Wednesday, December 10, 2014

Clean Slate

My favorite thing about January is the feeling that everything is new… reborn, if you will. In our house the Christmas decorations often come down on January first or second. After the months-long slog of all the year-end spectacles, with the holiday chaos, parties and recitals, travel and general running around, I am always ready for a fresh start. It’s a new year! With everything clean, the air crisp and clear, the  possibilities seem endless!

Some people suffer from depression after December’s gone, and that’s understandable. People are often left so spent when it’s over that their defenses are down, and they feel they have nothing to look forward to. The build up to Christmas is so overblown that it’s inevitable to feel let down and sad when it’s over..

Instead, rejoice in the opportunities offered by the new year. It’s a chance to think on what has gone before; that is the point of the lyrics of Auld Lang Syne. "For auld lang syne", as it appears in the first line of the chorus, can be translated as "for the sake of old times". By reflecting on everything that has gotten you to where you are, you are ready then to look forward, and plot a course to where you want to go. Whether related to work, spirituality or relationships, health and fitness or artistic pursuits, the beginning of the year is a time when we can hit the reset button. We can pick up things we had put down, or start from scratch as needed. We can rededicate ourselves to the things that matter in our lives.

During the holiday season, it’s easy to let things slip, thinking that it’s too hectic to maintain our regular habits, routines AND "do Christmas." Things like eating right, devoting time to prayer, volunteering or spending regular time with our spouse can all fall by the wayside. The problem is that “the holidays” seem to get longer each year. As Loudon Wainwright III sang, “Christmas comes but once a year -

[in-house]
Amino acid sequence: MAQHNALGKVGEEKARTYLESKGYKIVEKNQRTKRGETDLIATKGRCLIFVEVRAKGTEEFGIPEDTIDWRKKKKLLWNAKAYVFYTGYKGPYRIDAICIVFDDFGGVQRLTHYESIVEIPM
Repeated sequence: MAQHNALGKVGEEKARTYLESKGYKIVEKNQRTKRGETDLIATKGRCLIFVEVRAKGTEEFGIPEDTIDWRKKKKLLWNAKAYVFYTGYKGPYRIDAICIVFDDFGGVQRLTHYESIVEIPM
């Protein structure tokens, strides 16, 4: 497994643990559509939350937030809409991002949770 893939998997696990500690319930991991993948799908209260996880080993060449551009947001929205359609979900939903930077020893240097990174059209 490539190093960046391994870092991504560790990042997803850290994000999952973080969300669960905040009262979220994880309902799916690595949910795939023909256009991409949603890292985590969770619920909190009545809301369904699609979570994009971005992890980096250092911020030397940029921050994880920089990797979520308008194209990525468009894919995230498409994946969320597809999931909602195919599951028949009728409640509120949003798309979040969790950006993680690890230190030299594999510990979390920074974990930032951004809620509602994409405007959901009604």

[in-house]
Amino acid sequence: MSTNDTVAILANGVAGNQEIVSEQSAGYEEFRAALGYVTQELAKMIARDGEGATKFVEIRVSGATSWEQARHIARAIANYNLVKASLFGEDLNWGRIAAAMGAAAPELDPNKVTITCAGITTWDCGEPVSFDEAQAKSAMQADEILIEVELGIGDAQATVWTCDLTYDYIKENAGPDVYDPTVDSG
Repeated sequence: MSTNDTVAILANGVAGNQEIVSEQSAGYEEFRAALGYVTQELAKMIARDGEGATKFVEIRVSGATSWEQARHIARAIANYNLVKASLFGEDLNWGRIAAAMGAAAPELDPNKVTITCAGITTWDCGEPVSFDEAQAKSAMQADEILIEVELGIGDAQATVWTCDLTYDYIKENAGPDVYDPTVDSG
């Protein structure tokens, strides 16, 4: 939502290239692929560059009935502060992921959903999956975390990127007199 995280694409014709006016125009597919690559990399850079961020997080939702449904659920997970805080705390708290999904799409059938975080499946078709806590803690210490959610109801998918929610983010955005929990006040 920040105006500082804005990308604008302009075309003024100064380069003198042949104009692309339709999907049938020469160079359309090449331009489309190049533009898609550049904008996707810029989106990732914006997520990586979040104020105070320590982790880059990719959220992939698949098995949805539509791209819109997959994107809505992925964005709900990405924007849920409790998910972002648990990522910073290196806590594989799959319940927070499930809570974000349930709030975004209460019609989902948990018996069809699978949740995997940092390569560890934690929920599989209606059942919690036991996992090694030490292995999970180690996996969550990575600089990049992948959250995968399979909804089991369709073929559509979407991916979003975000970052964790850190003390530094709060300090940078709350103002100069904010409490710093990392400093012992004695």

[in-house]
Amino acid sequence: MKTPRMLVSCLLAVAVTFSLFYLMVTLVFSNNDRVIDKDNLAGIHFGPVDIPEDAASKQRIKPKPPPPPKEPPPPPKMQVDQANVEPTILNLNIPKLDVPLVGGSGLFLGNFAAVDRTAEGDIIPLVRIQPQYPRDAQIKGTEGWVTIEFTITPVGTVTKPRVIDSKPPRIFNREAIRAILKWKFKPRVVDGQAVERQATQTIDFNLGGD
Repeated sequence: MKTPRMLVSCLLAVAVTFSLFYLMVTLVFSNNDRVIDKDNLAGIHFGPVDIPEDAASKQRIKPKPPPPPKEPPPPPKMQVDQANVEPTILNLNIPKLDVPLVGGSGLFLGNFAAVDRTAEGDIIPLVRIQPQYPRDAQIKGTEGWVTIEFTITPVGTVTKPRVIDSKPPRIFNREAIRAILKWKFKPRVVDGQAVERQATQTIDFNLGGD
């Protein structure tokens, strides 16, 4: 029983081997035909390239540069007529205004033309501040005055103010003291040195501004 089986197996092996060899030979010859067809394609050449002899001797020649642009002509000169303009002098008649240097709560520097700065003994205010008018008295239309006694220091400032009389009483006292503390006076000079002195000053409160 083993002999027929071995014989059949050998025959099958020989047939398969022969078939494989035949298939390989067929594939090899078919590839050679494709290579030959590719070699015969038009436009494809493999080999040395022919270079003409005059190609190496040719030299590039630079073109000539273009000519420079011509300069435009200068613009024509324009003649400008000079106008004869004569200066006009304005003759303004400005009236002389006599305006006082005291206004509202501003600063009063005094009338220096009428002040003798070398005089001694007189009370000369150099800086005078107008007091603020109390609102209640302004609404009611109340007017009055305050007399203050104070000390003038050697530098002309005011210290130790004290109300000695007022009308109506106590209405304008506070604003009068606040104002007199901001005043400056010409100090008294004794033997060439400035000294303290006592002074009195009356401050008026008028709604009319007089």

and goes on for two months.” That is long enough for these omissions to become (bad) habits. That makes it much harder to get back on the right path(s) come January; harder, but not impossible.

As we put away the decorations, and throw away the tree, now dry, sharp and painful to the touch, lets think about what behaviors, what attitudes, what untruths need also be disposed of. As Paul writes in Romans 12:2 transformed by the renewing of your mind, so that you may discern what is the will of God - what is good and acceptable and perfect.

Use the new year as a reason to take stock of your life, and your marriage. Where are you now in your relationship with your spouse? What got you to this point? Where do you want to be? Use this time to return your marriage to a strong foundation, and then talk with your spouse about where you want to go, what you want your marriage to be. Make plans together to build each other up and grow closer to each other, and to God. It is in Him that the best plans will be found. Proverbs 3:6 says

In all your ways acknowledge Him, and He will make straight your paths.